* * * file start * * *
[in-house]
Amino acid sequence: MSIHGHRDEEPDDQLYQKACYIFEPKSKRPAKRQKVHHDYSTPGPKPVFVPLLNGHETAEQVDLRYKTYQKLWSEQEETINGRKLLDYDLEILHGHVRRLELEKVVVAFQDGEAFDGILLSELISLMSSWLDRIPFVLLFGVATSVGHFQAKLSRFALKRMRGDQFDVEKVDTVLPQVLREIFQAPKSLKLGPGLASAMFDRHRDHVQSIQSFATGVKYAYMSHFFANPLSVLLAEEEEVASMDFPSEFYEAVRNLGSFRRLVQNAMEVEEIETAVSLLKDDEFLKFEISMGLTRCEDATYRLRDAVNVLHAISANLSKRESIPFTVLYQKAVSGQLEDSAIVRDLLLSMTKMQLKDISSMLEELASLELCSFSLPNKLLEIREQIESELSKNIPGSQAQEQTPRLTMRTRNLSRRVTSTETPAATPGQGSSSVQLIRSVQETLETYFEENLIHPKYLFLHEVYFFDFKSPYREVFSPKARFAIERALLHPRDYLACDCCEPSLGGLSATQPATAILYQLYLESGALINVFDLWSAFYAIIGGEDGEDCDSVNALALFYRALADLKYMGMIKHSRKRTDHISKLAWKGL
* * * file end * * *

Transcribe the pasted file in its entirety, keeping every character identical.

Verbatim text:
[in-house]
Amino acid sequence: MSIHGHRDEEPDDQLYQKACYIFEPKSKRPAKRQKVHHDYSTPGPKPVFVPLLNGHETAEQVDLRYKTYQKLWSEQEETINGRKLLDYDLEILHGHVRRLELEKVVVAFQDGEAFDGILLSELISLMSSWLDRIPFVLLFGVATSVGHFQAKLSRFALKRMRGDQFDVEKVDTVLPQVLREIFQAPKSLKLGPGLASAMFDRHRDHVQSIQSFATGVKYAYMSHFFANPLSVLLAEEEEVASMDFPSEFYEAVRNLGSFRRLVQNAMEVEEIETAVSLLKDDEFLKFEISMGLTRCEDATYRLRDAVNVLHAISANLSKRESIPFTVLYQKAVSGQLEDSAIVRDLLLSMTKMQLKDISSMLEELASLELCSFSLPNKLLEIREQIESELSKNIPGSQAQEQTPRLTMRTRNLSRRVTSTETPAATPGQGSSSVQLIRSVQETLETYFEENLIHPKYLFLHEVYFFDFKSPYREVFSPKARFAIERALLHPRDYLACDCCEPSLGGLSATQPATAILYQLYLESGALINVFDLWSAFYAIIGGEDGEDCDSVNALALFYRALADLKYMGMIKHSRKRTDHISKLAWKGL